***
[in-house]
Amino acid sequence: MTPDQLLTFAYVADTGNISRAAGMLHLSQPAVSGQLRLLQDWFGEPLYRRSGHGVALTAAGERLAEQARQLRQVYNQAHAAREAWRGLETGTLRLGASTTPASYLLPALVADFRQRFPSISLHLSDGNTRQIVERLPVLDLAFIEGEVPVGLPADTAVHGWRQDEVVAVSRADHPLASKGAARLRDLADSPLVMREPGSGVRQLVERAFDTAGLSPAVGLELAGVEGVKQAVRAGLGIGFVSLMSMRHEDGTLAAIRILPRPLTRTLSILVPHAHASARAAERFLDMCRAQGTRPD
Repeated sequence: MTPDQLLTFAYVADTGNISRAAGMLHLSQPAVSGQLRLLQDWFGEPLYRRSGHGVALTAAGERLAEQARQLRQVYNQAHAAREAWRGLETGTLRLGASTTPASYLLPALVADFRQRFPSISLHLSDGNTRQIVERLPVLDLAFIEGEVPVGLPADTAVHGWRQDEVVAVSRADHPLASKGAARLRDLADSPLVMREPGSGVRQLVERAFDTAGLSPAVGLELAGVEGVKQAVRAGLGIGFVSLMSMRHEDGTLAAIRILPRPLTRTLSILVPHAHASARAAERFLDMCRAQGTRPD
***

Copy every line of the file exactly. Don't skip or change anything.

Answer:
[in-house]
Amino acid sequence: MTPDQLLTFAYVADTGNISRAAGMLHLSQPAVSGQLRLLQDWFGEPLYRRSGHGVALTAAGERLAEQARQLRQVYNQAHAAREAWRGLETGTLRLGASTTPASYLLPALVADFRQRFPSISLHLSDGNTRQIVERLPVLDLAFIEGEVPVGLPADTAVHGWRQDEVVAVSRADHPLASKGAARLRDLADSPLVMREPGSGVRQLVERAFDTAGLSPAVGLELAGVEGVKQAVRAGLGIGFVSLMSMRHEDGTLAAIRILPRPLTRTLSILVPHAHASARAAERFLDMCRAQGTRPD
Repeated sequence: MTPDQLLTFAYVADTGNISRAAGMLHLSQPAVSGQLRLLQDWFGEPLYRRSGHGVALTAAGERLAEQARQLRQVYNQAHAAREAWRGLETGTLRLGASTTPASYLLPALVADFRQRFPSISLHLSDGNTRQIVERLPVLDLAFIEGEVPVGLPADTAVHGWRQDEVVAVSRADHPLASKGAARLRDLADSPLVMREPGSGVRQLVERAFDTAGLSPAVGLELAGVEGVKQAVRAGLGIGFVSLMSMRHEDGTLAAIRILPRPLTRTLSILVPHAHASARAAERFLDMCRAQGTRPD